Rates of diabetes, heart disease, respiratory disorders, certain cancers and other non-communicable diseases are increasing globally, and a growing body of evidence links lifestyle behaviors, such as physical inactivity, poor nutrition and smoking, to the increase.
For years, sweets were marketed as innocuous treats for kids whose only drawback was cavities if you did not brush your teeth properly.
Applicants’ self-disclosed Human Immunodeficiency Virus (HIV) and hepatitis C virus (HCV) status as well as body mass index (BMI) are important risk factors for morbidity and mortality in both accelerated and traditional (full) underwriting processes. In combination with self-disclosed smoking and medical history (diabetes, hypertension, heart failure, high cholesterol), which was discussed in a previous issue of Contingencies, these conditions constitute a majority of the leading medical inputs to the risk-assessment process.
The United States has enjoyed a trend of steadily improving age-adjusted population mortality over the past 80 years. However, two epidemics, obesity and opioid drug abuse, are threatening the extension of that trend. This issue of Housecalls addresses some aspects of the obesity epidemic.
The body mass index (BMI) linked to the lowest rate of all-cause early mortality is rising, according to a study published in the May 10 issue of the Journal of the American Medical Association.
The global trend for obesity has been accompanied by an increased interest in bariatric surgery. The impact of bariatric surgery can be impressive: after the operation, patients lose weight rapidly and, over time, associated conditions such as impaired glucose tolerance (including type 2 diabetes) and mild hypertension may no longer be evident. But how sustainable are the treatment results and what do they mean for risk analysis in life and disability insurance?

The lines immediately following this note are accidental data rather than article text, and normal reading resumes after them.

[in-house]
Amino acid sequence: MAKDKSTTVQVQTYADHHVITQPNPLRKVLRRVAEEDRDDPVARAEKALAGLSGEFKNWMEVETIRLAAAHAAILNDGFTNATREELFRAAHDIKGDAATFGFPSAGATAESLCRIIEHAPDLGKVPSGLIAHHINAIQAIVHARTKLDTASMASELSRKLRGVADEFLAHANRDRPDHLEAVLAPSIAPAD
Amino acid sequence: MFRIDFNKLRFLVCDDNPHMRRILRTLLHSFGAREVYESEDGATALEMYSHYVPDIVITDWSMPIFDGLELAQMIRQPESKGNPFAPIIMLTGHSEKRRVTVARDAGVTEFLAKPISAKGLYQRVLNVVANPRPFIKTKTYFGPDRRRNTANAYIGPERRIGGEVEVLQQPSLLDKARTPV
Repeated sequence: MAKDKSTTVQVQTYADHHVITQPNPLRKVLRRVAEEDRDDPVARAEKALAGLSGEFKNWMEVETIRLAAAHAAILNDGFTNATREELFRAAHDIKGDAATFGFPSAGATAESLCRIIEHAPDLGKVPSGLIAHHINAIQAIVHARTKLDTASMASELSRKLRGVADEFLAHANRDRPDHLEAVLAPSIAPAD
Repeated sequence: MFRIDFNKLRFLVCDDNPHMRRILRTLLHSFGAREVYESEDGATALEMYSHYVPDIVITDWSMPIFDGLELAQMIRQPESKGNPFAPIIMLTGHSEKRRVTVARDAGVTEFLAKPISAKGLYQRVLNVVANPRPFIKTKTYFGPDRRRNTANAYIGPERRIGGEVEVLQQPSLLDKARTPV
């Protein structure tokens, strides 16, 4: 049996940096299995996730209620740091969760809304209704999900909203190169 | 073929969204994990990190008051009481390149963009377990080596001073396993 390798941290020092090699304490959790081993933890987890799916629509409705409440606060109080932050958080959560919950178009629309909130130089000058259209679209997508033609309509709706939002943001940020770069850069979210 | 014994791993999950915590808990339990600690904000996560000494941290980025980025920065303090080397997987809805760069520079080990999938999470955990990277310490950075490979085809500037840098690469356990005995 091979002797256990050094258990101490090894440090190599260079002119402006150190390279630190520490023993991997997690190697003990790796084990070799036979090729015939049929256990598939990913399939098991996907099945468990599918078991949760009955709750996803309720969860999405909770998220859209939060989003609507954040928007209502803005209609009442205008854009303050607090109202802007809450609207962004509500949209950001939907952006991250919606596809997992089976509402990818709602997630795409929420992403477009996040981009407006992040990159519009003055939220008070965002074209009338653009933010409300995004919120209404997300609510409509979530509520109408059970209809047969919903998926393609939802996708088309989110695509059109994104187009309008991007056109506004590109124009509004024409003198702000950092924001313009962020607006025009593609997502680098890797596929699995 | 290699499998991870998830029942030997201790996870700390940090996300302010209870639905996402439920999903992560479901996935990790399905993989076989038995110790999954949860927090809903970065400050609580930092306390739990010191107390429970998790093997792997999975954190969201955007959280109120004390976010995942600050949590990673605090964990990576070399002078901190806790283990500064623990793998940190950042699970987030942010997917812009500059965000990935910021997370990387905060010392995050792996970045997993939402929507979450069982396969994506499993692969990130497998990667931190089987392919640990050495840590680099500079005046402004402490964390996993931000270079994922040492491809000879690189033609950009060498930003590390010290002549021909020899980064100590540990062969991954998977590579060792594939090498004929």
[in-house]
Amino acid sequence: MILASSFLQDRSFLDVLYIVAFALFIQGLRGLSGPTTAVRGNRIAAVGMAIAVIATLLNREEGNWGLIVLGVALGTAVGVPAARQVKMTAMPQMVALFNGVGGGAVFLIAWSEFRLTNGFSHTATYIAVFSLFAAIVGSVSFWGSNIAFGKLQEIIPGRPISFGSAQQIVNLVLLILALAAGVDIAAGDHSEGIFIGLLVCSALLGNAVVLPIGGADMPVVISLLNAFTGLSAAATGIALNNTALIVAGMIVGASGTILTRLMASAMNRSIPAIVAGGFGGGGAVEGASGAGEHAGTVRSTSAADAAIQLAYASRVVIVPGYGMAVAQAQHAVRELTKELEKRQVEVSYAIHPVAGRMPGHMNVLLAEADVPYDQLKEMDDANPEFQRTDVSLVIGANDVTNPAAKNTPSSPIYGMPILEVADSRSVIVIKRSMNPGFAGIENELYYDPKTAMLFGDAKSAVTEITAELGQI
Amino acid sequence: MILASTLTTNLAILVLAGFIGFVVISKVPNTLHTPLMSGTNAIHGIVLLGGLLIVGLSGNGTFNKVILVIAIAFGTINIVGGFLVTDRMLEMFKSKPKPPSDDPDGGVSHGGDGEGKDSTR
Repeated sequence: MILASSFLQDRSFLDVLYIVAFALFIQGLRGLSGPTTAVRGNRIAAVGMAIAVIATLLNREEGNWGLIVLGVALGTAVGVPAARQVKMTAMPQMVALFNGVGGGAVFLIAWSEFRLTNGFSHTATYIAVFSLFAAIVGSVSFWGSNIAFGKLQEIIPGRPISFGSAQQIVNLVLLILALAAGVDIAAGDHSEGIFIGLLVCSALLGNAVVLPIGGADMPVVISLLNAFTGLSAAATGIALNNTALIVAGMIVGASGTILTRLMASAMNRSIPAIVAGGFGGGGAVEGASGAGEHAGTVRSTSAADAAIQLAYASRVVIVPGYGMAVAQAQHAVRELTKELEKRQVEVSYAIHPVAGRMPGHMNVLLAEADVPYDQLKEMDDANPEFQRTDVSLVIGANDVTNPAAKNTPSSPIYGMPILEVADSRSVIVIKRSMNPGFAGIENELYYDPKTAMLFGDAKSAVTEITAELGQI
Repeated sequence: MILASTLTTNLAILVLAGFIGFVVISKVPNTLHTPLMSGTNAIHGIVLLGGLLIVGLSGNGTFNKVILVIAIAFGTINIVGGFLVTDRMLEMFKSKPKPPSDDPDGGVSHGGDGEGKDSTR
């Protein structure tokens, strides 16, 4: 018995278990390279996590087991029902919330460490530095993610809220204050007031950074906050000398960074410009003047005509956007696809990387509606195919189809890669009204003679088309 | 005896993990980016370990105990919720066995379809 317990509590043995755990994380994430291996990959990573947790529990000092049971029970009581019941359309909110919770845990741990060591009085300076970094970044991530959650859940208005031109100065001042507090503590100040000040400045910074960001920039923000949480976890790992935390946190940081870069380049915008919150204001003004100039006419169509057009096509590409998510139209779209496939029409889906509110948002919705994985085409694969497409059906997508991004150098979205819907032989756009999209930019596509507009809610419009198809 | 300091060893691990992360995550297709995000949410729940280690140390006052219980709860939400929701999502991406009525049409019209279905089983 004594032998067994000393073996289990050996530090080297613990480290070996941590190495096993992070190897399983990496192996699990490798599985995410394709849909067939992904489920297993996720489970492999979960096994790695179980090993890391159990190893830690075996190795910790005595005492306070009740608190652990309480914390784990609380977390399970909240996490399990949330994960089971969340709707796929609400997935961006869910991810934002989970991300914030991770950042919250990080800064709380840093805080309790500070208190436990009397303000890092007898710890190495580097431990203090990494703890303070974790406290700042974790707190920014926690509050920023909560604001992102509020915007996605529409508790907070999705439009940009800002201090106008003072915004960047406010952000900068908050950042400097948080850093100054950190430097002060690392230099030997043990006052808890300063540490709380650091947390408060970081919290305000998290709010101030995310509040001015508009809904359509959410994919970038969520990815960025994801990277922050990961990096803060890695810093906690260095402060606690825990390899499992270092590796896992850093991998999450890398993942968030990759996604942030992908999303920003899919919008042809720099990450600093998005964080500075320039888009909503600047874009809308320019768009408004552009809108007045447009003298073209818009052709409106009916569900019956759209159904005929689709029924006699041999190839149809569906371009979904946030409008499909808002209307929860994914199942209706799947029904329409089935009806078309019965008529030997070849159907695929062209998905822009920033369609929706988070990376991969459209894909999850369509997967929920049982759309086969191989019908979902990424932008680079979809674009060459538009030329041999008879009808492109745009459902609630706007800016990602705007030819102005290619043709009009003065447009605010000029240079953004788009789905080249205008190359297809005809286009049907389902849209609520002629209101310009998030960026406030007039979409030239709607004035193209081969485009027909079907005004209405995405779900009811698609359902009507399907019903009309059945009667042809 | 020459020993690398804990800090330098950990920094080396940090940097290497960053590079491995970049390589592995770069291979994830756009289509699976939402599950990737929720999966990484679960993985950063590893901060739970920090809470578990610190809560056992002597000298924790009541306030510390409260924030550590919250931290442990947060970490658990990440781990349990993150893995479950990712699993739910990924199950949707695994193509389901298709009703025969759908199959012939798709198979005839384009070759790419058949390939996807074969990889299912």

MI (body mass index), which measures a person’s height in relation to weight, fails to capture a true picture of health, according to a new study released the by Annals of Internal Medicine, and is incomplete as a method of determining risk factors for heart disease, diabetes and other chronic conditions.
Research suggests BMI insufficient for assessing health risks.
Non-alcoholic fatty liver disease (NAFLD) was highly prevalent in morbidly obese patients who underwent weight loss surgery even when those patients didn't have metabolic syndrome, according to researchers here.
Life insurers adopted the Body Mass Index (BMI) in the 1980s to help determine an applicant’s weight class. According to the World Health Organization, an individual with a BMI of 30 or more is obese; if their BMI is over 40, the person is morbidly obese.
http://www.scor.com/images/stories/pdf/library/messengers/M3Q14_web.pdf (Article starts on page 7)